The story of Reliance Industries (RIL) is almost folklore in India. It was founded in the late 1950s by the late Dhirubhai Ambani, a former petrol-pump attendant, who even in the 1960s lived in a one-room chawl in Mumbai with his wife and children.
The group’s interests now include the manufacture of synthetic fibres, textiles and petrochemical products, oil and gas exploration, petroleum refining, besides telecommunications, media, retail and financial services.
Dhirubhai showed he had that street smarts and a nose for profit early. While working in Aden, he spotted that local coins had a face value less than the value of the silver from which they were made. So he bought every coin he could, melted them down and pocketed the difference. “I don’t believe in not taking opportunities,” he said, according to his unofficial biographer, Hamish McDonald.
Published in 1998, the book is still not available in Indian bookshops because the Ambanis have threatened legal action for anything they perceive as defamatory in the book.
But, truth to be told, it took a lot more than just opportunity to turn Reliance into a Rs 75,000-crore (Rs 750-billion) colossus by the time Dhirubhai passed away in 2002. It took a rare kind of genius to succeed where so many others have tried and failed.
Dhirubhai, born on 28 December, 1932, was the the third son of a school teacher in Gujarat. No one could have imagined then that the student of Junagadh’s Bahadur Kanji High School – who stopped studying after the tenth standard to join his elder brother, Ramniklal in Aden – would one day claim a rightful place among the richest men in the world.
In 1957, Dhirubhai arrived in Mumbai after spending 8 years in Aden (Yemen), he had only Rs 500 in his pocket. Now Rs 500 wasn’t a pricely sum even back then but it had value and it allowed Dhirubhai to take his first steps in the world of business.
By 1958, when he started his first small trading venture, his family used to reside in a one room apartment at Jaihind Estate in Bhuleshwar. After trading in a range of products, primarily spices and fabrics, for eight years, Dhirubhai managed to become the owner of a small spinning mill at Naroda, near Ahmedabad. This was a turning point for him.
By 1976-77, Reliance had an annual turnover of Rs 70 crore (Rs 700 million). For many that would have been enough. But Dhirubhai was just getting started.
In 1977, Reliance Industries went public and raised equity capital from 58,000 investors, many of them located in small towns. From then onwards, Dhirubhai started extensively promoting his company’s textile brand name, Vimal. The story goes that on one particular day, the Reliance group chairman inaugurated the retail outlets of as many as 100 franchises.
But the deal-breaker in the eyes of his critics was how he managed to cultivate favours among the politicians. Indira Gandhi returned to power in the 1980 general elections and Dhirubhai shared a platform with the then prime minister of India at a victory rally. He had also allegedly become very close to the then finance minister Pranab Mukherjee, not to mention the prime minister’s principal aide R.K. Dhawan.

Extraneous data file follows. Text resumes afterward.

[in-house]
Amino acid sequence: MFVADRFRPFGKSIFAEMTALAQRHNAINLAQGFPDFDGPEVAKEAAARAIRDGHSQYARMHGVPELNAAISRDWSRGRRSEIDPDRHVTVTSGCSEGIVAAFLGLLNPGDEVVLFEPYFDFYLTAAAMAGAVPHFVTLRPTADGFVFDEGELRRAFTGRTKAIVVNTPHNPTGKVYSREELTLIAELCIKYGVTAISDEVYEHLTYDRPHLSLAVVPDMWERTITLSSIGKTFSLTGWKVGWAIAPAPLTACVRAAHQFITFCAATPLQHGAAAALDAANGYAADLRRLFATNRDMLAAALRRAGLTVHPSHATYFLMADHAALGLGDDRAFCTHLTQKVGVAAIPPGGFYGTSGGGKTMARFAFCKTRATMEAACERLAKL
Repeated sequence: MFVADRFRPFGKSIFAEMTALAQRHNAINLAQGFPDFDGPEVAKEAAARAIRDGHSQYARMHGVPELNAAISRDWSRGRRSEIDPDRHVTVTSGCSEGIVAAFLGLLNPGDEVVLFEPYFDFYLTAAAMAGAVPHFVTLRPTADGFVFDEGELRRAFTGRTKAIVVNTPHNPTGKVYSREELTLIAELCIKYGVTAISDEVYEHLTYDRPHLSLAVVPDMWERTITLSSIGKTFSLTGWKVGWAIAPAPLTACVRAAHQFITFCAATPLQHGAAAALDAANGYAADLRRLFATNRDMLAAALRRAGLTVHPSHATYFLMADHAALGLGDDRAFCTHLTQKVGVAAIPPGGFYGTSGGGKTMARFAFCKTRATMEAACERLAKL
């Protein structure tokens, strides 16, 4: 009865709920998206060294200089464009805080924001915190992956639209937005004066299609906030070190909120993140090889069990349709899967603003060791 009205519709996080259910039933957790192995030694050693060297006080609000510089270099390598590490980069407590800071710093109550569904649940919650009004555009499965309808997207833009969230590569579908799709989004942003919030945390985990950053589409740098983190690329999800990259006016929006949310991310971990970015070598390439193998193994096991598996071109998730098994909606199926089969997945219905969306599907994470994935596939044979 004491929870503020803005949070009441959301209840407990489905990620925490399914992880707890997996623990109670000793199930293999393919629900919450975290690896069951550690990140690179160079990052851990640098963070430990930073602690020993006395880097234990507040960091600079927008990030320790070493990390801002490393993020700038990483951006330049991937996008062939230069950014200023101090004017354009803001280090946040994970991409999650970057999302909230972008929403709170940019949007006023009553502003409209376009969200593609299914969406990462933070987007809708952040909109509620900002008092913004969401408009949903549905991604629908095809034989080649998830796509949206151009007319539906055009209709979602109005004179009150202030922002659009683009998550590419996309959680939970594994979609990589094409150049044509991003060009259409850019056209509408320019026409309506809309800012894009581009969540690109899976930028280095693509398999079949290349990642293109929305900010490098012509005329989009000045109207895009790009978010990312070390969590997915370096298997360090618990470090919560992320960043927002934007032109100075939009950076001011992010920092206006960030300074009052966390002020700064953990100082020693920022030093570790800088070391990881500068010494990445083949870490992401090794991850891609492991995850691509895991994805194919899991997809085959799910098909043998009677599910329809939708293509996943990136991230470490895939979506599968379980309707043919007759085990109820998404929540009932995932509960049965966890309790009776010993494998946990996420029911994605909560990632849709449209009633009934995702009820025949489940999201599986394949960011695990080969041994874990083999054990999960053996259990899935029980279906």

If you want to succeed in business, especially in India, your networking skills need to be simply superb. You need to have the right contacts to push your projects through and Dhirubhai had them.
His admirers say that Ambani’s success came down to his financial acumen, innovations in marketing and technology, and project execution skills. But his critics will say that the consummate skills with which he could win friends and influence people were just as criticial. They say, that is what allowed him to bend and twist the license-permit system to his advantage.
As Dhirubhai once said: “We cannot change our rulers, but we can change the way they rule us.”
Of course, success is never a one-way street. Dhirubhai Ambani had his rivals and they tried to bring him down in every way possible. This Rediff article sheds light on the rivalries:
“There is the fight-to-the-finish battle with Ramnath Goenka — the fiery and fearless proprietor of the Indian Express; then the war with industrialist Nusli Wadia of Bombay Dyeing; the much publicised allegations against some Ambani staffers over a plot to murder Wadia; Reliance’s travails during the V P Singh government, which almost brought the business house to its knees, and sundry other controversies over licensed capacities, export manipulation and share switching.”
But he survived all that – despite suffering a stroke in 1986 – and his company continued to grow. In the 1990s he turned aggressively toward petrochemicals, oil refining, telecommunications and financial services. When he breathed his last in 2002 – he was ranked by Forbes as the world’s 138th-richest person, with an estimated net worth of $2.9 billion.
How big are Reliance now?
India is home to 56 of the world’s 2,000 largest and most powerful public companies, according to the Forbes’s annual list and the Mukesh Ambani-led Reliance Industries Ltd leads the pack with a rank of 142 — with a market value of $42.9 billion and $71.7 billion in sales. Their revenues are roughly equal to 2.8% of India’s GDP. It also contributes 8.2% of India’s total exports, 8% of the Government of India’s Indirect tax revenues. RIL is India’s largest exporter with exports constituting nearly 37% of its revenues.
Dhirubhai had a dream; he dreamt of India becoming a great economic superpower and through his life, he showed the country that nothing was impossible if you set your mind to it. If that isn’t inspiration then nothing ever will be.